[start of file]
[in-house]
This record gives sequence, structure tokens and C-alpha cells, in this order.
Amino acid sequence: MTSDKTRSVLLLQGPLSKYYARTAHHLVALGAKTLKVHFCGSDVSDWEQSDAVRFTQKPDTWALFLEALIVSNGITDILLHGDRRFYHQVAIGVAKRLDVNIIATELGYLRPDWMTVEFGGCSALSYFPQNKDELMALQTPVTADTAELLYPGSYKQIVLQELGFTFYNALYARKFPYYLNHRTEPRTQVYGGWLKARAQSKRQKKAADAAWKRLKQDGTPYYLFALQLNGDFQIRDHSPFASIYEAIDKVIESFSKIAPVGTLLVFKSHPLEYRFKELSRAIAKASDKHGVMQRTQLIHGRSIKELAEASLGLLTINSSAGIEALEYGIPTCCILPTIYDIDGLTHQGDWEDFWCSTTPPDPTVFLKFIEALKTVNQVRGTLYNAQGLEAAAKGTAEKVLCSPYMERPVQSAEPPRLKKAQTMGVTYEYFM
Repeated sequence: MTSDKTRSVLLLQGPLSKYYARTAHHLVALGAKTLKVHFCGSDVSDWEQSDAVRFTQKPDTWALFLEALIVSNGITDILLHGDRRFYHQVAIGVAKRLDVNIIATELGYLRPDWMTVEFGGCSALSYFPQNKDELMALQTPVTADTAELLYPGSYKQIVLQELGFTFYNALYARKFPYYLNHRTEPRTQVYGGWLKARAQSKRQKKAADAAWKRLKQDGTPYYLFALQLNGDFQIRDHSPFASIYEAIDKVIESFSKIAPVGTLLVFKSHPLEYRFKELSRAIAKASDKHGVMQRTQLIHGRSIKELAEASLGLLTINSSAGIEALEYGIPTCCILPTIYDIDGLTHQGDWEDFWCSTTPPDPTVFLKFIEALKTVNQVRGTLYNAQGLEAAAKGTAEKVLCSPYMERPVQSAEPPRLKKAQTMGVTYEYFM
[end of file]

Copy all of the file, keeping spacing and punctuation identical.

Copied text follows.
[in-house]
This record gives sequence, structure tokens and C-alpha cells, in this order.
Amino acid sequence: MTSDKTRSVLLLQGPLSKYYARTAHHLVALGAKTLKVHFCGSDVSDWEQSDAVRFTQKPDTWALFLEALIVSNGITDILLHGDRRFYHQVAIGVAKRLDVNIIATELGYLRPDWMTVEFGGCSALSYFPQNKDELMALQTPVTADTAELLYPGSYKQIVLQELGFTFYNALYARKFPYYLNHRTEPRTQVYGGWLKARAQSKRQKKAADAAWKRLKQDGTPYYLFALQLNGDFQIRDHSPFASIYEAIDKVIESFSKIAPVGTLLVFKSHPLEYRFKELSRAIAKASDKHGVMQRTQLIHGRSIKELAEASLGLLTINSSAGIEALEYGIPTCCILPTIYDIDGLTHQGDWEDFWCSTTPPDPTVFLKFIEALKTVNQVRGTLYNAQGLEAAAKGTAEKVLCSPYMERPVQSAEPPRLKKAQTMGVTYEYFM
Repeated sequence: MTSDKTRSVLLLQGPLSKYYARTAHHLVALGAKTLKVHFCGSDVSDWEQSDAVRFTQKPDTWALFLEALIVSNGITDILLHGDRRFYHQVAIGVAKRLDVNIIATELGYLRPDWMTVEFGGCSALSYFPQNKDELMALQTPVTADTAELLYPGSYKQIVLQELGFTFYNALYARKFPYYLNHRTEPRTQVYGGWLKARAQSKRQKKAADAAWKRLKQDGTPYYLFALQLNGDFQIRDHSPFASIYEAIDKVIESFSKIAPVGTLLVFKSHPLEYRFKELSRAIAKASDKHGVMQRTQLIHGRSIKELAEASLGLLTINSSAGIEALEYGIPTCCILPTIYDIDGLTHQGDWEDFWCSTTPPDPTVFLKFIEALKTVNQVRGTLYNAQGLEAAAKGTAEKVLCSPYMERPVQSAEPPRLKKAQTMGVTYEYFM